Too often we view the Christian life as a project we partner with God on. Unlike me with my dad, we take great interest in learning from God however. We call it “Christian disciplines” and  “sitting at his feet”. Day by day God and I tinker on this “old car” in the garage and once in a while we take it out for a spin, just to see how it’s running. It usually breaks down and together we push it home to continue the endless task of making this project work.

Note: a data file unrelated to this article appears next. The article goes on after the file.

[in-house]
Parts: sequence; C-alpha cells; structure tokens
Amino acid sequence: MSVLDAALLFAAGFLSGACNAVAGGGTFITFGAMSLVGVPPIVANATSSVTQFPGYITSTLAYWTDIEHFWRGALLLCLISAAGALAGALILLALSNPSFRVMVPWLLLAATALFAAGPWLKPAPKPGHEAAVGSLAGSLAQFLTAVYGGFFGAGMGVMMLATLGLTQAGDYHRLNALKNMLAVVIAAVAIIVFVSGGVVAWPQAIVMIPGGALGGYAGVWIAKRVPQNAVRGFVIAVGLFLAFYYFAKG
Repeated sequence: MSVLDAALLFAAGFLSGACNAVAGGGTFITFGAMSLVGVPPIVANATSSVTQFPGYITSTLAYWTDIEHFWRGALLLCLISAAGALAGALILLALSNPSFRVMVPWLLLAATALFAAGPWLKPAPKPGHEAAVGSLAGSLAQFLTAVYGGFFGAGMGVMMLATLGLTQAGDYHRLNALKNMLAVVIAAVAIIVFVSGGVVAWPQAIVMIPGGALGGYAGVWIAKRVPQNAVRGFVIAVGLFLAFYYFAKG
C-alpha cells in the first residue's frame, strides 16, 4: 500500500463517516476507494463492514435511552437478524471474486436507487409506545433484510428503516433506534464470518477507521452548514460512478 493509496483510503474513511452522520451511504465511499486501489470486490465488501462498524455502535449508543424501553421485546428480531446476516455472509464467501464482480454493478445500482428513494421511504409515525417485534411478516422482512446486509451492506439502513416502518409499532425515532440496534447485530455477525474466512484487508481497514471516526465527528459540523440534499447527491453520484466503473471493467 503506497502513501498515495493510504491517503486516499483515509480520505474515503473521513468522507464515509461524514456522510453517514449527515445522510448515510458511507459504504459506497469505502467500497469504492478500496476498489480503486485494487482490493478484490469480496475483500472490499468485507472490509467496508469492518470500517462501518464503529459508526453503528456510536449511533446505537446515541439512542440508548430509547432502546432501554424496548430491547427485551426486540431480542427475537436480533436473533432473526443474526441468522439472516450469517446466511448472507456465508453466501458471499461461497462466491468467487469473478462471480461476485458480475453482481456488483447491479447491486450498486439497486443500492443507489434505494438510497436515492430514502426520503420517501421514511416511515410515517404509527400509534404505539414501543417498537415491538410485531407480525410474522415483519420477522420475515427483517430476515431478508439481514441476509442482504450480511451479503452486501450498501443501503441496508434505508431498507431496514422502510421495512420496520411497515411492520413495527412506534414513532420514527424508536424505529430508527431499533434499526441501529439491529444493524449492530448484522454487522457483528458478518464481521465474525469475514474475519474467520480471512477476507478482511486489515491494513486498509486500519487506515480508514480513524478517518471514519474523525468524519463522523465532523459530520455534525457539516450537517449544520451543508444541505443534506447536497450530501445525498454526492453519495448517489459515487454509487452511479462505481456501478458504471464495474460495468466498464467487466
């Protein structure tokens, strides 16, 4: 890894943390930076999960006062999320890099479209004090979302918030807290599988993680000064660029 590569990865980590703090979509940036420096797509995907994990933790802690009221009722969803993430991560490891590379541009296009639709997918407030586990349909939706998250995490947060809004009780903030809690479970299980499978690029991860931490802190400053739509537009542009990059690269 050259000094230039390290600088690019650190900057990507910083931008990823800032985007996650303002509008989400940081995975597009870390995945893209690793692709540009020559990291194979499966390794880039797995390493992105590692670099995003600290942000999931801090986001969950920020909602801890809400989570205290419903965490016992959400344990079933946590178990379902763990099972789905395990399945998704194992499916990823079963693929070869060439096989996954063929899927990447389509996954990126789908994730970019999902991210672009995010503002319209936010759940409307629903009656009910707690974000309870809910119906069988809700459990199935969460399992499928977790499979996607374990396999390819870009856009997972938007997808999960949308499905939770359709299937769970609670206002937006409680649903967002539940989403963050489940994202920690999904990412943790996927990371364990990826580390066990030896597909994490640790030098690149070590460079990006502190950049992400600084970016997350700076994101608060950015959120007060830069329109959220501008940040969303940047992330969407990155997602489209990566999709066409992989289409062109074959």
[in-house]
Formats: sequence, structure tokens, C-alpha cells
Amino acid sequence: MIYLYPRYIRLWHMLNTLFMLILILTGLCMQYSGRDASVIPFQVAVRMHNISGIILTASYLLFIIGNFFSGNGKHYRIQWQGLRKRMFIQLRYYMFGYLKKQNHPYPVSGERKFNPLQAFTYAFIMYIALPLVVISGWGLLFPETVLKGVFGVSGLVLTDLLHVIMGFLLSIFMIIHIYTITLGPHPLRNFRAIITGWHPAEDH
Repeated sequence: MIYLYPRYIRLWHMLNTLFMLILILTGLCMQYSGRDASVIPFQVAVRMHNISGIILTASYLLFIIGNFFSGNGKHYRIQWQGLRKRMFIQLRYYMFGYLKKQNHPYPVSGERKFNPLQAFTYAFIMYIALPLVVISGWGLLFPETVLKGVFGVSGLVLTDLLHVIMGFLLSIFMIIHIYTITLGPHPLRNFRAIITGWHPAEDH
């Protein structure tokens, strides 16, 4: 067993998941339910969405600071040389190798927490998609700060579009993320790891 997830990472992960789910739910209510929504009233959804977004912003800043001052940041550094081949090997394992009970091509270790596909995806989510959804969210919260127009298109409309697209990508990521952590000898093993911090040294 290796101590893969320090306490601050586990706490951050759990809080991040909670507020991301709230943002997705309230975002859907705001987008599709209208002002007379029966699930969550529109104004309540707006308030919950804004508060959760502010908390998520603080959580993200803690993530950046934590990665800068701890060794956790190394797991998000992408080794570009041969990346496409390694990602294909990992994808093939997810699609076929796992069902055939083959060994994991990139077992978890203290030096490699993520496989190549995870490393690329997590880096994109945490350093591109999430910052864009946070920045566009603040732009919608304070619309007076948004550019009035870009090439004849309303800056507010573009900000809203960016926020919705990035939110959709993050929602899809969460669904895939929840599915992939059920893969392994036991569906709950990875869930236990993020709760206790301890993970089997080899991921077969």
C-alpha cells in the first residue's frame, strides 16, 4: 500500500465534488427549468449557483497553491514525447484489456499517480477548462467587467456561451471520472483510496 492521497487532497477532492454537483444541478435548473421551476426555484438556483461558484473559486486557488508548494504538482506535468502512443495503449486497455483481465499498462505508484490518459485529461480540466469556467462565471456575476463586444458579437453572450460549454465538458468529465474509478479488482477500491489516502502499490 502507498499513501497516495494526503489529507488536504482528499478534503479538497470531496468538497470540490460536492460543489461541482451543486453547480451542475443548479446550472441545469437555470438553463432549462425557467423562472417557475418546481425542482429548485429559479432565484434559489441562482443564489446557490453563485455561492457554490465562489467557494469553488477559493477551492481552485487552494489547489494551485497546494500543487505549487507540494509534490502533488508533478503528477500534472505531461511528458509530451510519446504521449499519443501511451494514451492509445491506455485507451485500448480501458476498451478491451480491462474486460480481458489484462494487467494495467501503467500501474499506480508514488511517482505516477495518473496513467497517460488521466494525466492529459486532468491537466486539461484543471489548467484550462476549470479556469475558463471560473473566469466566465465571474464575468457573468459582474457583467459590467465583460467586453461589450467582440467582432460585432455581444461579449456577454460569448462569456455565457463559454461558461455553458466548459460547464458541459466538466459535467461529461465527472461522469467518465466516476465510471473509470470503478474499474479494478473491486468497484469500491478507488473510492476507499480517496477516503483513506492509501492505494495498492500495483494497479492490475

I lived out my Christian life in this way and led others into this type of Christianity for many years. Convinced that by the power of the Holy Spirit I was “getting better” and I was helping others with their progress too. But there was one problem. I wasn’t getting any better and neither was anyone I was supposedly helping. I was struggling with same sins that I had always struggled with but in the paradigm of “project car Christianity” I couldn’t admit to this, I had to pretend that I had everything together and that God and I were making measured progress. I became skilled at polishing and patching my old man to make him operate the way I was convinced he was supposed to. God was of course “the God of second chances” and he didn’t mind the slow and steady progress we were making. This was however an effort in futility. A square peg in a round hole that we’re somehow certain will fit if we try hard enough. No matter how hard you try however you can’t get your old man to be holy or to be obey God. He is fundamentally opposed to God in every way and no amount of prayer, Bible study, or church attendance will make him anything other than this. From a pastoral perspective this kind of theology works well though, for people love to be told that they have skin in the game. Church folks are addicted to pragmatism and desperately want to believe that if they try hard enough (with God’s help of course) they can turn their lives around and take what was once a disaster and make it into something beautiful. This sounds wonderful doesn’t it? It can even be described as “good news” and when preached with enough pathos and pizazz people eat it up like free soft serve on a cruise.